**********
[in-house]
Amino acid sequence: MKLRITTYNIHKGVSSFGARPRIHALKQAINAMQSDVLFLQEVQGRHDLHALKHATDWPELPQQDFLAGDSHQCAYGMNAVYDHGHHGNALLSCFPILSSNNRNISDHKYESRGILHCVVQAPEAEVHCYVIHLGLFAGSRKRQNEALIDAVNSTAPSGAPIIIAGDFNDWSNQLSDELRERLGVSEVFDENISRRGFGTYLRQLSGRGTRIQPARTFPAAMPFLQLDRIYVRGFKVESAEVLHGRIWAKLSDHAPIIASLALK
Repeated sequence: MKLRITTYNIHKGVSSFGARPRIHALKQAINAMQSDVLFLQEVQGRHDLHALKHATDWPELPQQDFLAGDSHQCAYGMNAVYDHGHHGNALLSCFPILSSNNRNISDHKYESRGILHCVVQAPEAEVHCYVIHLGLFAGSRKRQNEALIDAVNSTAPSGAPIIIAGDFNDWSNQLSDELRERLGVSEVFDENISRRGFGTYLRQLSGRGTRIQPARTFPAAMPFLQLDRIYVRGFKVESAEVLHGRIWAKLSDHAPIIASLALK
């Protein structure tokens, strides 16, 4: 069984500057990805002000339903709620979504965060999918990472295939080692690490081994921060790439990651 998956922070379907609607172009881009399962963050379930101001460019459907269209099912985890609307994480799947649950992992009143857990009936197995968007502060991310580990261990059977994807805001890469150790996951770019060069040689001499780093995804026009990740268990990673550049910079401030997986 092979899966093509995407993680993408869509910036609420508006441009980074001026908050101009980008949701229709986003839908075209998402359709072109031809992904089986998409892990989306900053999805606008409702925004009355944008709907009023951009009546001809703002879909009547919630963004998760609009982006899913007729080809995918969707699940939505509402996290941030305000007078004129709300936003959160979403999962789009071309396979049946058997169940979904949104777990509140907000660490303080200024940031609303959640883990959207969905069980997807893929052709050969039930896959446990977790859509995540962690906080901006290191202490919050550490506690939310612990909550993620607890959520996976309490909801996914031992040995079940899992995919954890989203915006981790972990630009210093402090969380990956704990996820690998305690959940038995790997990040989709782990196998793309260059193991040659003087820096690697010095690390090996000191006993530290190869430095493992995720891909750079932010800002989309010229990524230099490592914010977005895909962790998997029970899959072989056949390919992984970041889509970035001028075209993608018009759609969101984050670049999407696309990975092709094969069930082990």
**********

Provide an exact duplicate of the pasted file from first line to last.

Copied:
[in-house]
Amino acid sequence: MKLRITTYNIHKGVSSFGARPRIHALKQAINAMQSDVLFLQEVQGRHDLHALKHATDWPELPQQDFLAGDSHQCAYGMNAVYDHGHHGNALLSCFPILSSNNRNISDHKYESRGILHCVVQAPEAEVHCYVIHLGLFAGSRKRQNEALIDAVNSTAPSGAPIIIAGDFNDWSNQLSDELRERLGVSEVFDENISRRGFGTYLRQLSGRGTRIQPARTFPAAMPFLQLDRIYVRGFKVESAEVLHGRIWAKLSDHAPIIASLALK
Repeated sequence: MKLRITTYNIHKGVSSFGARPRIHALKQAINAMQSDVLFLQEVQGRHDLHALKHATDWPELPQQDFLAGDSHQCAYGMNAVYDHGHHGNALLSCFPILSSNNRNISDHKYESRGILHCVVQAPEAEVHCYVIHLGLFAGSRKRQNEALIDAVNSTAPSGAPIIIAGDFNDWSNQLSDELRERLGVSEVFDENISRRGFGTYLRQLSGRGTRIQPARTFPAAMPFLQLDRIYVRGFKVESAEVLHGRIWAKLSDHAPIIASLALK
């Protein structure tokens, strides 16, 4: 069984500057990805002000339903709620979504965060999918990472295939080692690490081994921060790439990651 998956922070379907609607172009881009399962963050379930101001460019459907269209099912985890609307994480799947649950992992009143857990009936197995968007502060991310580990261990059977994807805001890469150790996951770019060069040689001499780093995804026009990740268990990673550049910079401030997986 092979899966093509995407993680993408869509910036609420508006441009980074001026908050101009980008949701229709986003839908075209998402359709072109031809992904089986998409892990989306900053999805606008409702925004009355944008709907009023951009009546001809703002879909009547919630963004998760609009982006899913007729080809995918969707699940939505509402996290941030305000007078004129709300936003959160979403999962789009071309396979049946058997169940979904949104777990509140907000660490303080200024940031609303959640883990959207969905069980997807893929052709050969039930896959446990977790859509995540962690906080901006290191202490919050550490506690939310612990909550993620607890959520996976309490909801996914031992040995079940899992995919954890989203915006981790972990630009210093402090969380990956704990996820690998305690959940038995790997990040989709782990196998793309260059193991040659003087820096690697010095690390090996000191006993530290190869430095493992995720891909750079932010800002989309010229990524230099490592914010977005895909962790998997029970899959072989056949390919992984970041889509970035001028075209993608018009759609969101984050670049999407696309990975092709094969069930082990």